A hybrid cloud gives many SMBs the best of both worlds. Some data remains on-premises in servers, while other information is stored to a third-party public cloud platform.
Many SMBs choose this solution. You can store the sensitive data to servers over which you maintain control, while you can store less sensitive data to the cloud. A hybrid cloud solution allows you to store more data while also giving you a way to maintain control over sensitive data.
SMBs migrating to the cloud worry about losing control over their data environment. However, many of these cybersecurity risks can be mitigated by taking a security-first approach to data protection. The 2018 McAfee report, “Navigating a Cloudy Sky: Practical Guidance and the State of Cloud Security,” outlined many of the top concerns for SaaS and IaaS users.
According to the report, more than 25% of cloud infrastructure and software users experience data theft from cloud providers. Both IaaS and SaaS users cite their IT staff skills gaps as the primary reason for these data losses.
Automated tools that allow you to continuously monitor your controls offer a solution. for SMBs who need the affordability of cloud storage but lack the IT staff to help mitigate threats.
Highly regulated businesses need to make sure that their cloud services use specific cybersecurity controls. For example, healthcare providers need to comply with the Health Insurance Portability and Accessibility Act (HIPAA) to make sure that protected health information (PHI) is encrypted. Merchants need to comply with the Payment Card Industry Data Security Standard (PCI DSS) which specifically requires them to separate cardholder data from other systems and networks they use to enable business operations.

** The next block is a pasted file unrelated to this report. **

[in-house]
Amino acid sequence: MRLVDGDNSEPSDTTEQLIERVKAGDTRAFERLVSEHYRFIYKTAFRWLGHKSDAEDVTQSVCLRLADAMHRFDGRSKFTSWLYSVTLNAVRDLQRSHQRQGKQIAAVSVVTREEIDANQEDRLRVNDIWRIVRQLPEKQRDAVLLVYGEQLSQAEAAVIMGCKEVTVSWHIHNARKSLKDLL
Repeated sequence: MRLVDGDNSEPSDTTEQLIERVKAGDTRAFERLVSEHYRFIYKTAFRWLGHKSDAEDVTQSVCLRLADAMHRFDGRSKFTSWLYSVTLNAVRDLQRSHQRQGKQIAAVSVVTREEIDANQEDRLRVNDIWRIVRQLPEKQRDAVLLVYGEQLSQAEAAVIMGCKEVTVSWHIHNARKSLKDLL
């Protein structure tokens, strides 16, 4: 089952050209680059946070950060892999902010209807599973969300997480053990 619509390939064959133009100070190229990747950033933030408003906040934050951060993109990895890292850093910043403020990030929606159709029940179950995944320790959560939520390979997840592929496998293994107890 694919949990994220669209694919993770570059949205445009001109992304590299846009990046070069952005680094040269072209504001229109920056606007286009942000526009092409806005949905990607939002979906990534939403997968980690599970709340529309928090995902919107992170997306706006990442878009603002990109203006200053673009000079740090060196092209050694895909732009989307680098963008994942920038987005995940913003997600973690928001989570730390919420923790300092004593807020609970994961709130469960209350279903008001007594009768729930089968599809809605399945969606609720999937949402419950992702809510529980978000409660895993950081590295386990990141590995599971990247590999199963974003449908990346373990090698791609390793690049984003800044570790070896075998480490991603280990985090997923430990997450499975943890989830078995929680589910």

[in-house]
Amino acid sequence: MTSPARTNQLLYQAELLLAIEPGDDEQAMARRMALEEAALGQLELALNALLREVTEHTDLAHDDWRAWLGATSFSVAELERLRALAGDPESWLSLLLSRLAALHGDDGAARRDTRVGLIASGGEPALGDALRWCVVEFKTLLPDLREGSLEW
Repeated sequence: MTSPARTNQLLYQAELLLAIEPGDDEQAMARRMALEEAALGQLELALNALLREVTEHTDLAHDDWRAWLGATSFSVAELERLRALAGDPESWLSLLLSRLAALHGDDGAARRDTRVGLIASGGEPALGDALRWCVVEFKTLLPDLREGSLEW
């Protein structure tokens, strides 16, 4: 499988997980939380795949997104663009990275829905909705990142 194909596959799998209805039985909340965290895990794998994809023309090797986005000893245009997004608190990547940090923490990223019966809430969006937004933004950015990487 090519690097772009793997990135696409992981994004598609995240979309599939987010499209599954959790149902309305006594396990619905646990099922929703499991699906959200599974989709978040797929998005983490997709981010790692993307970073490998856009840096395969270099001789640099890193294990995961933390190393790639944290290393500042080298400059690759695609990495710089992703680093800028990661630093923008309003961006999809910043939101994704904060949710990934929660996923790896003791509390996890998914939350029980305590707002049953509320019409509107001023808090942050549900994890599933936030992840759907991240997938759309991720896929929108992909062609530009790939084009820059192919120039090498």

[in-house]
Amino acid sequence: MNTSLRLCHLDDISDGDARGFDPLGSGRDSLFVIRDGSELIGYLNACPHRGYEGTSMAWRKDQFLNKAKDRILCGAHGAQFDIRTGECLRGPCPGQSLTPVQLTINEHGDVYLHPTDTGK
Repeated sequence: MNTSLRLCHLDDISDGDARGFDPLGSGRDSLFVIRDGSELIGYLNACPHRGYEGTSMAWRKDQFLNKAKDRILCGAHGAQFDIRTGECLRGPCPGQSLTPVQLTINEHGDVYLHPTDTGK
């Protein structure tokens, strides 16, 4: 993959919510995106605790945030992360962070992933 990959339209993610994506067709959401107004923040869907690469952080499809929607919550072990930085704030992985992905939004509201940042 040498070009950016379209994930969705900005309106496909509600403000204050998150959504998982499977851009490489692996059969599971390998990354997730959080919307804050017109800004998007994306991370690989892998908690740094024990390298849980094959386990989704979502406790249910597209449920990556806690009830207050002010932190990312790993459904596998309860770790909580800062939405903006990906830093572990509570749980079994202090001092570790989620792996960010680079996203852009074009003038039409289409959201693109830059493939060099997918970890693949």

To protect yourself, you need should review your cloud service provider’s compliance documentation. Additionally, you should incorporate a vendor management program using automated tools to continuously monitor their compliance.
According to McAfee, 56% of IT professionals tracked a malware attack back to a cloud application, which was an increase from the 2016 numbers. These malware infections arose out of phishing, emails from known senders, drive-by downloads, and pre-existing malware downloads.
To mitigate malware infections, you should ensure, just as you would with on-premise storage and devices, that you install anti-malware software on every device and maintain the software by continuously updating it to the most recent version.
Visibility into your managed service provider’s cybersecurity protections can be difficult. However, McAfee suggests businesses deploy automation and management tools with a unified security solution that provides centralized management. One of Zeguro’s core values, transparency, eases the burden inherent in cloud services deployment.
For more information about how we can help you, check out our risk management platform or contact us at Zeguro to learn more.